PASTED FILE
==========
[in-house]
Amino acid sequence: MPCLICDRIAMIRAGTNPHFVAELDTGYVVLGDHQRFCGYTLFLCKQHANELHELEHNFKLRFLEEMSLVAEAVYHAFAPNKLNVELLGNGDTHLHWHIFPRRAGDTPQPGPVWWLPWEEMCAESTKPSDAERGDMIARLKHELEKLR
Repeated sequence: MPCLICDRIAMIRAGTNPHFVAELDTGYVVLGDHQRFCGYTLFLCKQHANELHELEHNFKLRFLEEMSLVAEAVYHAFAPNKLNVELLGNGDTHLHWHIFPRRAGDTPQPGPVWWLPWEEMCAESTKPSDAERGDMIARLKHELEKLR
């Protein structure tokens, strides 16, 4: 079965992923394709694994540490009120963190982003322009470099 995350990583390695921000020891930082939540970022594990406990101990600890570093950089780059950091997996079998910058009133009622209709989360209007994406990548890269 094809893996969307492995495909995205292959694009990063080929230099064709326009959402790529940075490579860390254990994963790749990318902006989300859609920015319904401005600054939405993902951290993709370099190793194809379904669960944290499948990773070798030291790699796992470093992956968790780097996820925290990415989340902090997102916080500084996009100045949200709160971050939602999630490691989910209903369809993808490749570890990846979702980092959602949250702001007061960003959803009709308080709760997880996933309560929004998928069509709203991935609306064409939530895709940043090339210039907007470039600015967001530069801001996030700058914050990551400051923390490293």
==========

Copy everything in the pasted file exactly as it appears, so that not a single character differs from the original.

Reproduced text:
[in-house]
Amino acid sequence: MPCLICDRIAMIRAGTNPHFVAELDTGYVVLGDHQRFCGYTLFLCKQHANELHELEHNFKLRFLEEMSLVAEAVYHAFAPNKLNVELLGNGDTHLHWHIFPRRAGDTPQPGPVWWLPWEEMCAESTKPSDAERGDMIARLKHELEKLR
Repeated sequence: MPCLICDRIAMIRAGTNPHFVAELDTGYVVLGDHQRFCGYTLFLCKQHANELHELEHNFKLRFLEEMSLVAEAVYHAFAPNKLNVELLGNGDTHLHWHIFPRRAGDTPQPGPVWWLPWEEMCAESTKPSDAERGDMIARLKHELEKLR
């Protein structure tokens, strides 16, 4: 079965992923394709694994540490009120963190982003322009470099 995350990583390695921000020891930082939540970022594990406990101990600890570093950089780059950091997996079998910058009133009622209709989360209007994406990548890269 094809893996969307492995495909995205292959694009990063080929230099064709326009959402790529940075490579860390254990994963790749990318902006989300859609920015319904401005600054939405993902951290993709370099190793194809379904669960944290499948990773070798030291790699796992470093992956968790780097996820925290990415989340902090997102916080500084996009100045949200709160971050939602999630490691989910209903369809993808490749570890990846979702980092959602949250702001007061960003959803009709308080709760997880996933309560929004998928069509709203991935609306064409939530895709940043090339210039907007470039600015967001530069801001996030700058914050990551400051923390490293």